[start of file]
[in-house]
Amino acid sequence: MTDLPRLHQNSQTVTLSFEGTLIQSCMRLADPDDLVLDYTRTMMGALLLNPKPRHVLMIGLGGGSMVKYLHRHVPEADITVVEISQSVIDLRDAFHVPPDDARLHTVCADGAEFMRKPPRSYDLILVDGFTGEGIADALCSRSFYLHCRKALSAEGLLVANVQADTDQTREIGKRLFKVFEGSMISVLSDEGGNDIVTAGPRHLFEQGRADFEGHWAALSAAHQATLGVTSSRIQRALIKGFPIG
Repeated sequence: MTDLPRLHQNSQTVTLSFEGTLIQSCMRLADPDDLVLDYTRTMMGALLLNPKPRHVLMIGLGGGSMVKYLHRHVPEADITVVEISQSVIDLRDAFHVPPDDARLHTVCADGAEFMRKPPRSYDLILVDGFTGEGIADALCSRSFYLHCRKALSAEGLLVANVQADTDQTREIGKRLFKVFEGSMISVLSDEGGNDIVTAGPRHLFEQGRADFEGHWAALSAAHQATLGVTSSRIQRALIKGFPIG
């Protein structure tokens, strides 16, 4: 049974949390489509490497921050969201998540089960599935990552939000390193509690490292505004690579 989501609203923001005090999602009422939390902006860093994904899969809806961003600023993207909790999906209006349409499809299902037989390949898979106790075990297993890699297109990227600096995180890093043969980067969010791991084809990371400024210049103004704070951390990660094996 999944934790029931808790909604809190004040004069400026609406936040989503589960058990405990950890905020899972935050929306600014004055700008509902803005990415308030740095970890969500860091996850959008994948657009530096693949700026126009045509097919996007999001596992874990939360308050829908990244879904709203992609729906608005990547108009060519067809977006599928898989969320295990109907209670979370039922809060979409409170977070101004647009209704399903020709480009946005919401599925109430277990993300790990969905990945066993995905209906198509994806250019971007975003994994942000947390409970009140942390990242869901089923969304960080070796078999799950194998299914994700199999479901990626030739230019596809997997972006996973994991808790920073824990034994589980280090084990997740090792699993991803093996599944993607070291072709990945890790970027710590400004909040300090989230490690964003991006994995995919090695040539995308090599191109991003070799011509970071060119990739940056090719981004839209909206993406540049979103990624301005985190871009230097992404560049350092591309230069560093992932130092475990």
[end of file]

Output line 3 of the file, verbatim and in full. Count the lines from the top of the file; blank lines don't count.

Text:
Repeated sequence: MTDLPRLHQNSQTVTLSFEGTLIQSCMRLADPDDLVLDYTRTMMGALLLNPKPRHVLMIGLGGGSMVKYLHRHVPEADITVVEISQSVIDLRDAFHVPPDDARLHTVCADGAEFMRKPPRSYDLILVDGFTGEGIADALCSRSFYLHCRKALSAEGLLVANVQADTDQTREIGKRLFKVFEGSMISVLSDEGGNDIVTAGPRHLFEQGRADFEGHWAALSAAHQATLGVTSSRIQRALIKGFPIG